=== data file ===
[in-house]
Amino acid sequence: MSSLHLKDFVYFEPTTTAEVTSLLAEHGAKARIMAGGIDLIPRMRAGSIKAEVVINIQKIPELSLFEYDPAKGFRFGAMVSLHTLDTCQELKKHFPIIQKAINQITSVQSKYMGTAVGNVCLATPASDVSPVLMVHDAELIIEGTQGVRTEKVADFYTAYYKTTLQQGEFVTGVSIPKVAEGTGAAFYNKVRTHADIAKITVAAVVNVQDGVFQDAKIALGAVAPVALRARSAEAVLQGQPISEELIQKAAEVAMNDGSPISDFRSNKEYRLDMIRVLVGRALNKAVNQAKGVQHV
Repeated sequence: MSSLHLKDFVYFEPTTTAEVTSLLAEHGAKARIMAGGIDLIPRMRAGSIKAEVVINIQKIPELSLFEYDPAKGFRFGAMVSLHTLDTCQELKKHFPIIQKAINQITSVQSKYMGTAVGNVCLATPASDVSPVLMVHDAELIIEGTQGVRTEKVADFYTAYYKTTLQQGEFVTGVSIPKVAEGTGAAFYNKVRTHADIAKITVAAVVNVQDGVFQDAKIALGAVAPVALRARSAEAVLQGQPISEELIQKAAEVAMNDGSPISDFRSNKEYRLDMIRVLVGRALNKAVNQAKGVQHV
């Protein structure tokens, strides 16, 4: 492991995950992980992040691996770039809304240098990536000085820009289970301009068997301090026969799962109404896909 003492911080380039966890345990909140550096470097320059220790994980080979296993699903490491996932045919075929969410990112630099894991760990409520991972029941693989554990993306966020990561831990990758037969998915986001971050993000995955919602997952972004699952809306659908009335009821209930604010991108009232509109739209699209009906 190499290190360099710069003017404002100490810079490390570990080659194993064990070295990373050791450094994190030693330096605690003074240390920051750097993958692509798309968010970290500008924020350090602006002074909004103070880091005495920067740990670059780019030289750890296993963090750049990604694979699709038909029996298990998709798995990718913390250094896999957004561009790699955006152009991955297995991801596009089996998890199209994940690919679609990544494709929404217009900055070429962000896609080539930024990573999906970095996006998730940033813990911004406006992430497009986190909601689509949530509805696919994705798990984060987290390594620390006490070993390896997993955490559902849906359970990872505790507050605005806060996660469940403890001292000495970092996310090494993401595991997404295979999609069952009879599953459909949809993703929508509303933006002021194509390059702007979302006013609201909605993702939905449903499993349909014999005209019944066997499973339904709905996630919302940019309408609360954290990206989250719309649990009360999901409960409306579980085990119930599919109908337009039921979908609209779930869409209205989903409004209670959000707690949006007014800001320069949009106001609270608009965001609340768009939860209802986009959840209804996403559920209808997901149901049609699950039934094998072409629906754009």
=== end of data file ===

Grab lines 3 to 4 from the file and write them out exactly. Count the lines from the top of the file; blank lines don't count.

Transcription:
Repeated sequence: MSSLHLKDFVYFEPTTTAEVTSLLAEHGAKARIMAGGIDLIPRMRAGSIKAEVVINIQKIPELSLFEYDPAKGFRFGAMVSLHTLDTCQELKKHFPIIQKAINQITSVQSKYMGTAVGNVCLATPASDVSPVLMVHDAELIIEGTQGVRTEKVADFYTAYYKTTLQQGEFVTGVSIPKVAEGTGAAFYNKVRTHADIAKITVAAVVNVQDGVFQDAKIALGAVAPVALRARSAEAVLQGQPISEELIQKAAEVAMNDGSPISDFRSNKEYRLDMIRVLVGRALNKAVNQAKGVQHV
């Protein structure tokens, strides 16, 4: 492991995950992980992040691996770039809304240098990536000085820009289970301009068997301090026969799962109404896909 003492911080380039966890345990909140550096470097320059220790994980080979296993699903490491996932045919075929969410990112630099894991760990409520991972029941693989554990993306966020990561831990990758037969998915986001971050993000995955919602997952972004699952809306659908009335009821209930604010991108009232509109739209699209009906 190499290190360099710069003017404002100490810079490390570990080659194993064990070295990373050791450094994190030693330096605690003074240390920051750097993958692509798309968010970290500008924020350090602006002074909004103070880091005495920067740990670059780019030289750890296993963090750049990604694979699709038909029996298990998709798995990718913390250094896999957004561009790699955006152009991955297995991801596009089996998890199209994940690919679609990544494709929404217009900055070429962000896609080539930024990573999906970095996006998730940033813990911004406006992430497009986190909601689509949530509805696919994705798990984060987290390594620390006490070993390896997993955490559902849906359970990872505790507050605005806060996660469940403890001292000495970092996310090494993401595991997404295979999609069952009879599953459909949809993703929508509303933006002021194509390059702007979302006013609201909605993702939905449903499993349909014999005209019944066997499973339904709905996630919302940019309408609360954290990206989250719309649990009360999901409960409306579980085990119930599919109908337009039921979908609209779930869409209205989903409004209670959000707690949006007014800001320069949009106001609270608009965001609340768009939860209802986009959840209804996403559920209808997901149901049609699950039934094998072409629906754009």